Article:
Saturday, 31 December 2005

Not what you want to hear

Tim Farrington’s novel The Monk Downstairs (New York: Harper, 2002) includes some provocative theological comments. In one instance, the former monk, Mike, writes to a friend in the monastery (p. 105): “Tell that to your seminars, proclaim it from the mountaintop: God is the nail that splits our palm to break our grip on the world. He is an unfathomable darkness. He’s not what you want to hear.”


Neumie said...

Sounds like an intersting read...I like that first quote...good stuff:)

Simon said...

That is a great quote! Is the book like that? One Amazon review calls it a "highly polished narrative", that makes me a little wary.

It does sound like a book for grown-ups, in any case... no car chase scenes or gangsters with guns or dangerous secretive blondes, huh?

Still, that is a great quote.

(I wrote a coherent comment, finally. Didn't I? Proud!)

Ben Myers said...

Hi Simon. All your comments are far too coherent (which is why sometimes I'm not clever enough to reply!).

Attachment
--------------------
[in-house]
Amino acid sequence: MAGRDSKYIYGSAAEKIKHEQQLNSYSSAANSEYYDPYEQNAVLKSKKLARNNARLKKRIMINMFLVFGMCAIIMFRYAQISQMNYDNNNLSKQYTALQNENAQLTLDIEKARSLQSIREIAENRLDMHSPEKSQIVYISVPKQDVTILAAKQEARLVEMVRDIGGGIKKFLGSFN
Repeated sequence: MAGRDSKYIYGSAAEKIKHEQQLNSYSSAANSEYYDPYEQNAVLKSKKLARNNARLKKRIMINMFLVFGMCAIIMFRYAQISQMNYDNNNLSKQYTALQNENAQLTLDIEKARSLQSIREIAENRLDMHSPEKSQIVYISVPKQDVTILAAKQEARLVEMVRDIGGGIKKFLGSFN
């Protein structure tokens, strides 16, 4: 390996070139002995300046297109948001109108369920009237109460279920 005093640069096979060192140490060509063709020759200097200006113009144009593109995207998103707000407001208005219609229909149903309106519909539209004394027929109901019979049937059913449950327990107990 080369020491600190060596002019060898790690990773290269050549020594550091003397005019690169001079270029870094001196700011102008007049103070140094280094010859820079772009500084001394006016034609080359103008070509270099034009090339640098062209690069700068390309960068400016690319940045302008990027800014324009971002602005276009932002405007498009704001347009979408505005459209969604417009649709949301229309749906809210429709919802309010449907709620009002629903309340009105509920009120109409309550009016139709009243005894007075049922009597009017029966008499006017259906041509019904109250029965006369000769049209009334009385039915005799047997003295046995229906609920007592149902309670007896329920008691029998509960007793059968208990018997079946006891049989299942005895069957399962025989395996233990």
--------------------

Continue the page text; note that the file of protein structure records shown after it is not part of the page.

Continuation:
Yes, it's a reasonably good book. It's basically just a love story, with underlying themes of monasticism and the loss of faith. There are some really good moments and some good characters, but on the whole I found the love story a little too sentimental.

Still, some of the descriptions of God are really worth thinking about. A particularly vivid and disturbing one is (p. 172): "God is not a comfort, to be offered like Kleenex. God is a poisoned sea, with broken syringes washing up on the beach. God is shopping malls stretching to the horizon and warplanes in the sky. God is a flat tyre in a rainstorm and beer cans in the ditch, a bottle shattered on a highway overpass and the taste of gunmetal in your mouth. God is dying children."

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